Give me year 10 anytime

March 10, 2009

I've been getting ready for our second trip to Liverpool with a bunch of school children about to act as field ethnographers. We did the first a few weeks back with number two out tomorrow. The idea is a complex one that should be simple in execution. By getting children to act as field ethnographers using SenseMaker™ on hand held devices we can gather large volumes of data, using naive interviewing assets on a range of social policy issues. We thus get many of the advantages ethnographic research without the volume restrictions and the dangers of cognitive and cultural bias.

I'll be publishing more on this over the next month or so and we will shortly invite wider participation. The point I wanted to make today is to demonstrate the ability of children to take on new ideas and strange concepts, internalise them and execute which exceeds that of many an adult. In this case we took all the basic concepts of anthropology and distilled them into a set of nine triads (one of which is shown). Now that was an interesting task in its own right as we have to keep the mapping between academic concept and the representation, while creating something that the children will understand. They are using the triads to signify not only their own stories, but to assist adults to tell and signify their own experiences of the past, present and future. On the first trial we got over 100 stories and they were still contributing enthusiastically on the train home at the end of a very long day.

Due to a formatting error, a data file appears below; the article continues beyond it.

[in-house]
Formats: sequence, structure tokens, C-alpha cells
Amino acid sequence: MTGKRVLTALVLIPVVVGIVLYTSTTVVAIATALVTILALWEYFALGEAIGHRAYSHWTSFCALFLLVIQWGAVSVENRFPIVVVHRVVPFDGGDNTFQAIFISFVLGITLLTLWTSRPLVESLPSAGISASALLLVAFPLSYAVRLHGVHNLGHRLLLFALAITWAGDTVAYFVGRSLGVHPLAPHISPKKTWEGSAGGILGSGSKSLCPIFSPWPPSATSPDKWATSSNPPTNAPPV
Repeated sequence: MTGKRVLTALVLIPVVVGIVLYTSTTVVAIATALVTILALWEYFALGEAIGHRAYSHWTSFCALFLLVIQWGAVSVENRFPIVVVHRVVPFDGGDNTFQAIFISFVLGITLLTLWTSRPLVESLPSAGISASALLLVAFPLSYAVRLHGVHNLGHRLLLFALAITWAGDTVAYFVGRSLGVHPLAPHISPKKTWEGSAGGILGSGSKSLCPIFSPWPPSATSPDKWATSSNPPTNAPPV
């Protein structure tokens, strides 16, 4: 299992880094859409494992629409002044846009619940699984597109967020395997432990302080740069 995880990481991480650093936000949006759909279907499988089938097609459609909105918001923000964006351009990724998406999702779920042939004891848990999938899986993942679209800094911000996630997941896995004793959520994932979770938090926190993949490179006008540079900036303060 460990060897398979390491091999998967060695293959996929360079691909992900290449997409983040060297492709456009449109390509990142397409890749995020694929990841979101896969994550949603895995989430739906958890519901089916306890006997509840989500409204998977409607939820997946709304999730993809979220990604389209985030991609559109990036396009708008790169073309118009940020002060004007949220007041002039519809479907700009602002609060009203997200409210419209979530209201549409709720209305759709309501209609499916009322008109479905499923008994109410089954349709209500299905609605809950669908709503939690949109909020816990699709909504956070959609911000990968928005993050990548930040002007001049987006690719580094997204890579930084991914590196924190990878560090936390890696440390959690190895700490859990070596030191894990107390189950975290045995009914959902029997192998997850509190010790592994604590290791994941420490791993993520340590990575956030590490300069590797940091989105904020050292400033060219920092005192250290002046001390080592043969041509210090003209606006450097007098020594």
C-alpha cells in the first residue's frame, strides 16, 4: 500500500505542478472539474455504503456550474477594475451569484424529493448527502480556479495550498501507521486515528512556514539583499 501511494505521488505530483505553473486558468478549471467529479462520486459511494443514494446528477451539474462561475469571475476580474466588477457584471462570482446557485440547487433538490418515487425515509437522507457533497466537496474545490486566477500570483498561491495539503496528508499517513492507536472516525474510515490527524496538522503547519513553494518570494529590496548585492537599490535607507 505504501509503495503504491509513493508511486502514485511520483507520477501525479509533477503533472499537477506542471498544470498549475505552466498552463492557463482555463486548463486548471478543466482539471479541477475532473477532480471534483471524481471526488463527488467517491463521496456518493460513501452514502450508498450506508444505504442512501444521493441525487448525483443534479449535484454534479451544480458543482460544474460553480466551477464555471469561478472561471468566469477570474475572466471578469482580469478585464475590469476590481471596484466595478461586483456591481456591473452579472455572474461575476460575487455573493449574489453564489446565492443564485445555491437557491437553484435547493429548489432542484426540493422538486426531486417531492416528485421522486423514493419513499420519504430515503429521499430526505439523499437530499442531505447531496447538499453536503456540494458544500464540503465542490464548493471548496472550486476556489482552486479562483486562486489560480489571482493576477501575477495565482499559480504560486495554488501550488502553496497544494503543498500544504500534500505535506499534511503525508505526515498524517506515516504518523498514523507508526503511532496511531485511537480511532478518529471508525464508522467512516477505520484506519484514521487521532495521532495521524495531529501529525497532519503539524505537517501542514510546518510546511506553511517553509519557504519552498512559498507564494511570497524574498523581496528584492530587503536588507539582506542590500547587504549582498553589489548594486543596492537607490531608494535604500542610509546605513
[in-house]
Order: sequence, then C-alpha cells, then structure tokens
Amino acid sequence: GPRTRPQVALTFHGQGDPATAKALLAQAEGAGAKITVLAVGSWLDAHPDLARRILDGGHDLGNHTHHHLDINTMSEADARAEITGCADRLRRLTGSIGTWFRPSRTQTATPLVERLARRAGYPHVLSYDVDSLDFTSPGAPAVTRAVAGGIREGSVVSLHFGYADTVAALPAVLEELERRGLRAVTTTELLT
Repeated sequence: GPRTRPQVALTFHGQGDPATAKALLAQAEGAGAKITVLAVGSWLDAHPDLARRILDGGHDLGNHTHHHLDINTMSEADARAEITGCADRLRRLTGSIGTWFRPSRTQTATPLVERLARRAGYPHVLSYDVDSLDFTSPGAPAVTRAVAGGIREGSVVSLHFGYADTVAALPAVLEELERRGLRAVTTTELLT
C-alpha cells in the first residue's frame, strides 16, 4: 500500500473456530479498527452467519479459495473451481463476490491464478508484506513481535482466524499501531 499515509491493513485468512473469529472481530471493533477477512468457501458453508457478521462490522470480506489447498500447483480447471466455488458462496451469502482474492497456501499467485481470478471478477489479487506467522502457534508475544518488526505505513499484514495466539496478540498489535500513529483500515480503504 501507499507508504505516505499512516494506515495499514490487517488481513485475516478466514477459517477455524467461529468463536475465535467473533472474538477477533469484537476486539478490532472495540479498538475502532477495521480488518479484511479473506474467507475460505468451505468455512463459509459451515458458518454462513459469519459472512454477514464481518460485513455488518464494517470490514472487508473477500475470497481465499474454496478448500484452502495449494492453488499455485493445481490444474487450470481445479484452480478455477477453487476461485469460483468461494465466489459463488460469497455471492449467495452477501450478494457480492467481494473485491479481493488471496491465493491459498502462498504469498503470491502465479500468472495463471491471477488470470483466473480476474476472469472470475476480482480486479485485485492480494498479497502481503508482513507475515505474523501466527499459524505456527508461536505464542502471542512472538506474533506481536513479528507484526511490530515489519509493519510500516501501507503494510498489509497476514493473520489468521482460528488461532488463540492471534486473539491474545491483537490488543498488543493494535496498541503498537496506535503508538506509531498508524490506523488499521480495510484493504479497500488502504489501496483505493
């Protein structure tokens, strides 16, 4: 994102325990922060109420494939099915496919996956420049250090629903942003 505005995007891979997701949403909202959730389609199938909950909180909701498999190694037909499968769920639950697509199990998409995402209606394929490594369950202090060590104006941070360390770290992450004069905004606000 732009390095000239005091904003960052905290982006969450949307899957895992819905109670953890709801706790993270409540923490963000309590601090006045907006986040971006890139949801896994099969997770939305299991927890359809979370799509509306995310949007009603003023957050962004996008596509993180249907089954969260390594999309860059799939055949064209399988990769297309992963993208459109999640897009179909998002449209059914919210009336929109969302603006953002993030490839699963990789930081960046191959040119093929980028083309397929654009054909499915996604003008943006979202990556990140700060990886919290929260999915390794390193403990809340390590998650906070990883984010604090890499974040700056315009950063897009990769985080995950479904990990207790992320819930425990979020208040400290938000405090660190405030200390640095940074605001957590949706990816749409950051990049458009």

Now I am pretty sure (that is dishonest I am certain) that if I had tried this index set out with many an adult audience I would have got immediate kickback that it was “too academic” or “too conceptual”. Not with our year 10 pupils, they read the material, asked intelligent questions and got on with the task and did it well and with enthusiasm. Maybe there is lesson there for a few adults; if you find something you don't fully understand try and learn about it rather than indulging in a desire for the simplistic at the cost of meaning

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